In Favor of DepEd's 'No Weekend Homework' Policy

The Philippine Department of Education (DepEd) recently issued a memorandum that bans public elementary school teachers from giving their students homework on weekends. The move was of course, criticized by some, teacher's groups in particular, but I as a parent can't help but feel thankful for it. My daughter is studying in a private school so technically, they are not covered. But I am grateful simply because I believe it is a wise move. Keep on reading to find out why.

“No homework/assignments shall be given during weekends for pupils to enjoy their childhood and spend quality time with their parents without being burdened by the thought of doing lots of homework,” Education Secretary Armin Luistro said in his memo.

The Teachers' Dignity Coalition (TDC) is one of the first to criticize the ban, saying that homework is not meant to "burden" the children and that teachers are capable of deciding on the amount of homework as they deem reasonable. TDC president Benjo Basas further added that homework teaches self-discipline, self-learning, and time management.

Well, I understand what Mr. Basas was trying to point out but I was also a student for many years and am fully aware how stressful student life can be. Our daughter is in Grade 1 and she spends seven hours a day in school. Seven hours. Long ago when I was in the same grade, our classes took up only half a day (five hours, more or less). I suppose one reason why today's class hours are much longer is due to additional subjects in the curriculum on top of the basics: English, Math, Science, Filipino, and Sibika.

Anyway, going back, I mentioned in a previous blog entry how our daughter barely has time left to rest when she gets home from school everyday. I get frustrated when we do her assignments together and it turns out that she doesn't have an idea about the assigned topic at all - which means extra work for both of us. (For the life of me, I can't see the logic behind giving homework BEFORE a lesson is discussed in class. It's elementary school, not the university!) I'm stressed, she's stressed, and we retire to bed in not so pleasant moods to wake up early again the next day.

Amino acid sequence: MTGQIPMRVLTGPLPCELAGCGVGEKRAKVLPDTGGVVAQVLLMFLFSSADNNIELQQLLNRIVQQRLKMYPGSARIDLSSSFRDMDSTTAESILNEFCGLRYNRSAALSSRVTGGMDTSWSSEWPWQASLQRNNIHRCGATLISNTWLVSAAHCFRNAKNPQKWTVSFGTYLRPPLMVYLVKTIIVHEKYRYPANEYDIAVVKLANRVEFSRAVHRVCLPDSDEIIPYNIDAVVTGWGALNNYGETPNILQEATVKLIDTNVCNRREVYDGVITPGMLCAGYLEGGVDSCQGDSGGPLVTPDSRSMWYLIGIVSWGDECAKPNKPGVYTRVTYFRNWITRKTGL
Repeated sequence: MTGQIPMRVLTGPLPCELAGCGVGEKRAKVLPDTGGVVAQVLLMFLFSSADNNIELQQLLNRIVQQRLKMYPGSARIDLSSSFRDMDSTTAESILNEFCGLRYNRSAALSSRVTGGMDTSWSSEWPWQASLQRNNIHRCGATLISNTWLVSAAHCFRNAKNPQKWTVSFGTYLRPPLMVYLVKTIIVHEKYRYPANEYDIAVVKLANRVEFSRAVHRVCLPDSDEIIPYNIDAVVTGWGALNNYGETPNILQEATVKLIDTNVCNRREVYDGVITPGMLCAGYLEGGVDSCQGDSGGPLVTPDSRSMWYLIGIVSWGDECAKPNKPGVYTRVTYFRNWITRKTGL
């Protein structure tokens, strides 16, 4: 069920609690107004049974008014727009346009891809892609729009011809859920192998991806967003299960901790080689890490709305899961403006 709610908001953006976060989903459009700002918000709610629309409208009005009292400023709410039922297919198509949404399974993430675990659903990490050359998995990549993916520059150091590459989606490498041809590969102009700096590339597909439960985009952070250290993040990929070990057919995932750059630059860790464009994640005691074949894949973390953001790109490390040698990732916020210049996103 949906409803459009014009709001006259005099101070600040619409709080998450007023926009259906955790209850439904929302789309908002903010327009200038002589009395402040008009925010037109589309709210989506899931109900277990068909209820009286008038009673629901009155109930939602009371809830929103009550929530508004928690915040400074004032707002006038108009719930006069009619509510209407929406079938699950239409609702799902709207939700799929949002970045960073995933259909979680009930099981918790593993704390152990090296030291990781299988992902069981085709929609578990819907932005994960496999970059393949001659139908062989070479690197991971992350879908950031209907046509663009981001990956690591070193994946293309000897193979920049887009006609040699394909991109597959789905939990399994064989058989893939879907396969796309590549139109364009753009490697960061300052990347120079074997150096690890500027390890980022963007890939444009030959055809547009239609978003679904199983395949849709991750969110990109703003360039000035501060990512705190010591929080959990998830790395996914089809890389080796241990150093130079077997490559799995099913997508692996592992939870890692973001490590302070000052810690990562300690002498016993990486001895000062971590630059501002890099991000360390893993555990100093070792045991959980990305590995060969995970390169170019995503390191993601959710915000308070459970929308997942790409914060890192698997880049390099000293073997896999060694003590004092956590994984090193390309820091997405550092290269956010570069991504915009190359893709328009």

For this reason – that weekdays are stressful enough for her already – I would not want to deprive my daughter the joy of playing, just being carefree, and doing things she enjoy on weekends. So I thank Mr. Luistro and all the proponents of this order because at least, someone understands my demise – the demise of many other mothers like me. May you come up with more brilliant ideas such as this. (Now if only private schools would follow suit…) 

The policy is being put to the test over the next six months. Basas and his group predict it will likely affect the performance of the schoolchildren. I am no child psychologist, but I personally believe that allowing a child's brain to rest and refresh itself during the weekend makes him readier to tackle new lessons in the coming week. And last time I checked, the memorandum did not say anything about not allowing children to browse their books and review their lessons as they please on weekends, right?

They can still do that, study on weekends, with their parents even – but now, minus the pressure to getting all the answers right, or meet project deadlines, or finish everything just in time for Monday. I also think it's highly likely they will be looking forward much more to their classes if they are allowed to just rest and do whatever family activity they have on weekends. Leisure studying, I call it. Why not, right? 


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